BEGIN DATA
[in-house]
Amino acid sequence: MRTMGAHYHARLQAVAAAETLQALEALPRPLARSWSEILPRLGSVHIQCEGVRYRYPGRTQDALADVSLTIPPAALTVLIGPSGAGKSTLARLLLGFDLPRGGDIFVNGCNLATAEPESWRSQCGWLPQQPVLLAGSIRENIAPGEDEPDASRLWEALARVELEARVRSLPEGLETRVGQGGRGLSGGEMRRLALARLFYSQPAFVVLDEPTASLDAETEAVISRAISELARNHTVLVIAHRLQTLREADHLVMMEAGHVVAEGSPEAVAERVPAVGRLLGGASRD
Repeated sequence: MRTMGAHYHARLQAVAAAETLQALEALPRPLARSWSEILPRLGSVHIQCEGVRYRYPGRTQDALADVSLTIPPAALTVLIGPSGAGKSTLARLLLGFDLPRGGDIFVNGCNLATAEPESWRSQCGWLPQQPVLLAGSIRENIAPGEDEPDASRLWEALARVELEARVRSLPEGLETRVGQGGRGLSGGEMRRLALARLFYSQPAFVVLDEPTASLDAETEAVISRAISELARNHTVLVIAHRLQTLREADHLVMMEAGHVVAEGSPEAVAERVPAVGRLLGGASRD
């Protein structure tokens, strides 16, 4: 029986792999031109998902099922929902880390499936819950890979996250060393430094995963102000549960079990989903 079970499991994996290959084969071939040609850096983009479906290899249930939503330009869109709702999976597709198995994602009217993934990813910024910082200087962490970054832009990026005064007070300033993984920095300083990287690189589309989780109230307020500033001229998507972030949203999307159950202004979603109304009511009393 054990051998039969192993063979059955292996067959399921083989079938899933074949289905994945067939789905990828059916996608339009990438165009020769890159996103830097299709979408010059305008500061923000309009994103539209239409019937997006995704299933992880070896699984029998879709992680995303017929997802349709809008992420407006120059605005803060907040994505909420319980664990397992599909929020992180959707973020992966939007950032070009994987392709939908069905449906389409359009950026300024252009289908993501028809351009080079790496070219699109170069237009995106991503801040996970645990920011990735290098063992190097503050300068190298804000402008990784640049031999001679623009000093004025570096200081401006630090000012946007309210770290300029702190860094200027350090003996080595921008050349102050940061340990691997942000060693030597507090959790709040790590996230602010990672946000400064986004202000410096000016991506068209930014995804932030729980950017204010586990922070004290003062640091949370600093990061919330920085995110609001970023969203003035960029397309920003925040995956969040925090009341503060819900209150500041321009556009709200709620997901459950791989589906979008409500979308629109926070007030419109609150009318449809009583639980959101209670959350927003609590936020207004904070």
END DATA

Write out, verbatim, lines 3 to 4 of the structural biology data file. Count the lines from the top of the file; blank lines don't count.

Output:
Repeated sequence: MRTMGAHYHARLQAVAAAETLQALEALPRPLARSWSEILPRLGSVHIQCEGVRYRYPGRTQDALADVSLTIPPAALTVLIGPSGAGKSTLARLLLGFDLPRGGDIFVNGCNLATAEPESWRSQCGWLPQQPVLLAGSIRENIAPGEDEPDASRLWEALARVELEARVRSLPEGLETRVGQGGRGLSGGEMRRLALARLFYSQPAFVVLDEPTASLDAETEAVISRAISELARNHTVLVIAHRLQTLREADHLVMMEAGHVVAEGSPEAVAERVPAVGRLLGGASRD
């Protein structure tokens, strides 16, 4: 029986792999031109998902099922929902880390499936819950890979996250060393430094995963102000549960079990989903 079970499991994996290959084969071939040609850096983009479906290899249930939503330009869109709702999976597709198995994602009217993934990813910024910082200087962490970054832009990026005064007070300033993984920095300083990287690189589309989780109230307020500033001229998507972030949203999307159950202004979603109304009511009393 054990051998039969192993063979059955292996067959399921083989079938899933074949289905994945067939789905990828059916996608339009990438165009020769890159996103830097299709979408010059305008500061923000309009994103539209239409019937997006995704299933992880070896699984029998879709992680995303017929997802349709809008992420407006120059605005803060907040994505909420319980664990397992599909929020992180959707973020992966939007950032070009994987392709939908069905449906389409359009950026300024252009289908993501028809351009080079790496070219699109170069237009995106991503801040996970645990920011990735290098063992190097503050300068190298804000402008990784640049031999001679623009000093004025570096200081401006630090000012946007309210770290300029702190860094200027350090003996080595921008050349102050940061340990691997942000060693030597507090959790709040790590996230602010990672946000400064986004202000410096000016991506068209930014995804932030729980950017204010586990922070004290003062640091949370600093990061919330920085995110609001970023969203003035960029397309920003925040995956969040925090009341503060819900209150500041321009556009709200709620997901459950791989589906979008409500979308629109926070007030419109609150009318449809009583639980959101209670959350927003609590936020207004904070």